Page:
Muscular Imbalance: Very active people in particular often suffer from pain and injuries, which sometimes even prevent them from exercising. However, what many do not know is that the cause of the complaint is often not in the bones but in the muscles .
X-ray, MRI and ultrasound examinations are often inconspicuous, but they can provide clues to the diagnosis, for example through recognizable bursitis .
What exactly is a muscular imbalance?
A muscular imbalance describes an imbalance caused by muscle shortening or
muscle weakening between the agonist (“player”) and antagonist (“opponent”), i.e. between the opposing muscles.
An example is the shoulder. In most people, the front and upper shoulder muscles are significantly stronger than the back muscles, as they are used much more often in everyday life.
Both the front and the upper and the rear shoulder muscles serve to stabilize the humerus through the train. Due to a frequently occurring muscular imbalance, the humerus is pulled up so far by the upper shoulder muscle that it touches the acromion. The “weak” posterior deltoid cannot counteract the forces, which leads to what is known as “impension syndrome” and associated shoulder pain.
Another example is weak glutes. If, for example, the left buttock muscles are weak, the pelvis tilts to the right side – this pelvic instability can also lead to back pain. This system can be applied to the whole body.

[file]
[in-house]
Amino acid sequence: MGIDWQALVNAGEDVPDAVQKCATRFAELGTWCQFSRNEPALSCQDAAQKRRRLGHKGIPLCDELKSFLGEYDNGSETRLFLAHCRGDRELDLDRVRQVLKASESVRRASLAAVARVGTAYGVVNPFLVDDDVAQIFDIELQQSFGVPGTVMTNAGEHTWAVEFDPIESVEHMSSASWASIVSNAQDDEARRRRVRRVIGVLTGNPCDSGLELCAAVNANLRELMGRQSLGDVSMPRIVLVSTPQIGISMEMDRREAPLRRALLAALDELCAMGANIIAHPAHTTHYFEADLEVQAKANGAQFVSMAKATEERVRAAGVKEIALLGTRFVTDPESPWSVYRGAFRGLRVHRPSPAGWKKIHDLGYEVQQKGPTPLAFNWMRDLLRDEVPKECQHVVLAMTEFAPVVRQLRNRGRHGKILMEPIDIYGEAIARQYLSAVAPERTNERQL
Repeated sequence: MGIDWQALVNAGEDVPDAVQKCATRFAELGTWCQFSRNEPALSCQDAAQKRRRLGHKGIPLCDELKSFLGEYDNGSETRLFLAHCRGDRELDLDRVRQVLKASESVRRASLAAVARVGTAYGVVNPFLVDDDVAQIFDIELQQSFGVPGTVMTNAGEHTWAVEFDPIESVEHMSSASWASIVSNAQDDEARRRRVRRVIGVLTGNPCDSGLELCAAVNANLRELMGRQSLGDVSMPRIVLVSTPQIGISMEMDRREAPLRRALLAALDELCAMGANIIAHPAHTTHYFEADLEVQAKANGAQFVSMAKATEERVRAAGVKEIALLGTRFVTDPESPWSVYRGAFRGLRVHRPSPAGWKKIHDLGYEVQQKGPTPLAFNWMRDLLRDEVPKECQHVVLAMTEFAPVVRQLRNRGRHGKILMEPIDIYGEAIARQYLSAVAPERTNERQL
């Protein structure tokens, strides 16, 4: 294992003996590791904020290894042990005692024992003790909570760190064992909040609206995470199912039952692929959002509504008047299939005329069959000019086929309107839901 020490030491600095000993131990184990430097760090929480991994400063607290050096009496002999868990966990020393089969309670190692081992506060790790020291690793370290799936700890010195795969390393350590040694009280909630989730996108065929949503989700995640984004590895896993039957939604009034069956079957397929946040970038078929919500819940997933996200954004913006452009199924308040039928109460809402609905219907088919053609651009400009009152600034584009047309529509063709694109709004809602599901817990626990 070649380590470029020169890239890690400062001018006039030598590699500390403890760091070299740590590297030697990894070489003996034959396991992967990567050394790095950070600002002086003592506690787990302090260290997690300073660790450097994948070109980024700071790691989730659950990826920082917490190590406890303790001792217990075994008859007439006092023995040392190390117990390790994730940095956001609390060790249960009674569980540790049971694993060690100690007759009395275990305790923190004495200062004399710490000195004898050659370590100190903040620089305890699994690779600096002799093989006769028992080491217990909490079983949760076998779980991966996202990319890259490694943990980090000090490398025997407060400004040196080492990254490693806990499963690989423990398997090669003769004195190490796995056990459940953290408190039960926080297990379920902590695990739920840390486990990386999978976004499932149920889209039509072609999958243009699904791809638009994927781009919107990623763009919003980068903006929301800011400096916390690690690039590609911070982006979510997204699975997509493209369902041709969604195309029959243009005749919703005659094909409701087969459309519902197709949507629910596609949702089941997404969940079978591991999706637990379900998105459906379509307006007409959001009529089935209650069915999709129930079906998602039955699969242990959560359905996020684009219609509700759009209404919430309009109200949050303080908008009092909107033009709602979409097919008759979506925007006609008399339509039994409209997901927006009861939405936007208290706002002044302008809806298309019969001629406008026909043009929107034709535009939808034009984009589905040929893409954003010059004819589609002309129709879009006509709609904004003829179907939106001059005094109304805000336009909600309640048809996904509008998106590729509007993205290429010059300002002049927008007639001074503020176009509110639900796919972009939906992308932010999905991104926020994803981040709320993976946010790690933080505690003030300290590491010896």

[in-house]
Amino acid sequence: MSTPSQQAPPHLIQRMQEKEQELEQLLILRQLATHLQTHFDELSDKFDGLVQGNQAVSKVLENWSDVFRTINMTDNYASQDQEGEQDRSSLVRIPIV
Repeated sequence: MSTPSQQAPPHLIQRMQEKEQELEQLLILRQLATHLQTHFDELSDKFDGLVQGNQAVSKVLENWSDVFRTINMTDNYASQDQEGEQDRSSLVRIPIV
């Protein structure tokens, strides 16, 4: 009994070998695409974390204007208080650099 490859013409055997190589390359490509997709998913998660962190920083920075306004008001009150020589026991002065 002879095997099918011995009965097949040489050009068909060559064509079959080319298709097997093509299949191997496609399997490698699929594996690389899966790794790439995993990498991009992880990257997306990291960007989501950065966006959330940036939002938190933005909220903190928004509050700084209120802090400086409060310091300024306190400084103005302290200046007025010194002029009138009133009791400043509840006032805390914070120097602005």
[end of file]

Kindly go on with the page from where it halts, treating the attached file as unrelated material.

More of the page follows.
So many orthopedic complaints can be traced back to an imbalance in the muscles
. Those affected then suffer from the following symptoms, for example:
- Achilles tendon problems
- patellar tip syndromes
- shin splints
- back pain
- groin pain
- heel spur
- Misalignments (e.g. pelvic obliquity)
Are there any therapy options?
Recognizing the cause of the complaint is the basis for individual therapy. The best way to do this is with a sports medicine movement analysis, in which muscular imbalances can be optimally identified using a video-supported procedure.
Based on the findings of the movement analysis, muscular imbalances can then be corrected through individual training and physiotherapy.
If the athlete suffers from pelvic instability, the doctor creates an individual training plan. Since pelvic instability is often the result of weak buttock muscles, the training plan also includes exercises to strengthen the affected muscles.
If a misalignment is detected based on the findings of the movement analysis, it can also be corrected with custom-made shoe inserts. In order to remain free of symptoms in the long term, however, the muscular imbalance must first be recognized and then treated.
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